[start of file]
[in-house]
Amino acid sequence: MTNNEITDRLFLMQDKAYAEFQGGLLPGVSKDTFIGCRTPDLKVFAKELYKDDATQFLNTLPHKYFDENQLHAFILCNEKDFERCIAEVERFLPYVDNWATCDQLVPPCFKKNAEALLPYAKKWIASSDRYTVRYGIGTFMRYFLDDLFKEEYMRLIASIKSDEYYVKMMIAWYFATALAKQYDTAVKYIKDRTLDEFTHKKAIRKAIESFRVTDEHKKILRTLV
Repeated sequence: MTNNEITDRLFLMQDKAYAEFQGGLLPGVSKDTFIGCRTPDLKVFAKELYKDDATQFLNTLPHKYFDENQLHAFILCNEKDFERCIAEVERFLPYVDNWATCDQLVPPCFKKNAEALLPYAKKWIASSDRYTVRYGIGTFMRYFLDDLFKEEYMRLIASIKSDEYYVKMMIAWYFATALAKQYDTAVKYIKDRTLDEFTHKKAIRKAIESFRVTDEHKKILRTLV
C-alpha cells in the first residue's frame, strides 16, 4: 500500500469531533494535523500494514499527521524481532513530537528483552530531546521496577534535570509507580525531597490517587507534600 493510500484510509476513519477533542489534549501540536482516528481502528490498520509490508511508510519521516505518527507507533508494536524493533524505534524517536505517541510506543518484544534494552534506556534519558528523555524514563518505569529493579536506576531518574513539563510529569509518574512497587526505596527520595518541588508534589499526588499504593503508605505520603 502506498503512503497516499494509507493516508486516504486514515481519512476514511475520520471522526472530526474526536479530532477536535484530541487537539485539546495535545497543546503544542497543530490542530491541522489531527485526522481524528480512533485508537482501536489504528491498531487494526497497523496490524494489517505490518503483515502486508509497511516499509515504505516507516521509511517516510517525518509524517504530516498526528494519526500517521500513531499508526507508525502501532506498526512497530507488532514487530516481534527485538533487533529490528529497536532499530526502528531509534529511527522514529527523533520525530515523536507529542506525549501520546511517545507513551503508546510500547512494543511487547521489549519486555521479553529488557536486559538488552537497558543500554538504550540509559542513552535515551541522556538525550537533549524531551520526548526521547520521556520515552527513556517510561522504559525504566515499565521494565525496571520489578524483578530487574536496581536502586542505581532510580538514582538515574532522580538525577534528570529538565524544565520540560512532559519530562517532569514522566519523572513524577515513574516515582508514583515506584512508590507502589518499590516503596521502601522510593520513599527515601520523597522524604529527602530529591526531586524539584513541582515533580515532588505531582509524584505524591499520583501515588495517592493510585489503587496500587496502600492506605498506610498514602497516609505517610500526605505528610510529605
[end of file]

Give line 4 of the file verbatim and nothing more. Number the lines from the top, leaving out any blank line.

C-alpha cells in the first residue's frame, strides 16, 4: 500500500469531533494535523500494514499527521524481532513530537528483552530531546521496577534535570509507580525531597490517587507534600 493510500484510509476513519477533542489534549501540536482516528481502528490498520509490508511508510519521516505518527507507533508494536524493533524505534524517536505517541510506543518484544534494552534506556534519558528523555524514563518505569529493579536506576531518574513539563510529569509518574512497587526505596527520595518541588508534589499526588499504593503508605505520603 502506498503512503497516499494509507493516508486516504486514515481519512476514511475520520471522526472530526474526536479530532477536535484530541487537539485539546495535545497543546503544542497543530490542530491541522489531527485526522481524528480512533485508537482501536489504528491498531487494526497497523496490524494489517505490518503483515502486508509497511516499509515504505516507516521509511517516510517525518509524517504530516498526528494519526500517521500513531499508526507508525502501532506498526512497530507488532514487530516481534527485538533487533529490528529497536532499530526502528531509534529511527522514529527523533520525530515523536507529542506525549501520546511517545507513551503508546510500547512494543511487547521489549519486555521479553529488557536486559538488552537497558543500554538504550540509559542513552535515551541522556538525550537533549524531551520526548526521547520521556520515552527513556517510561522504559525504566515499565521494565525496571520489578524483578530487574536496581536502586542505581532510580538514582538515574532522580538525577534528570529538565524544565520540560512532559519530562517532569514522566519523572513524577515513574516515582508514583515506584512508590507502589518499590516503596521502601522510593520513599527515601520523597522524604529527602530529591526531586524539584513541582515533580515532588505531582509524584505524591499520583501515588495517592493510585489503587496500587496502600492506605498506610498514602497516609505517610500526605505528610510529605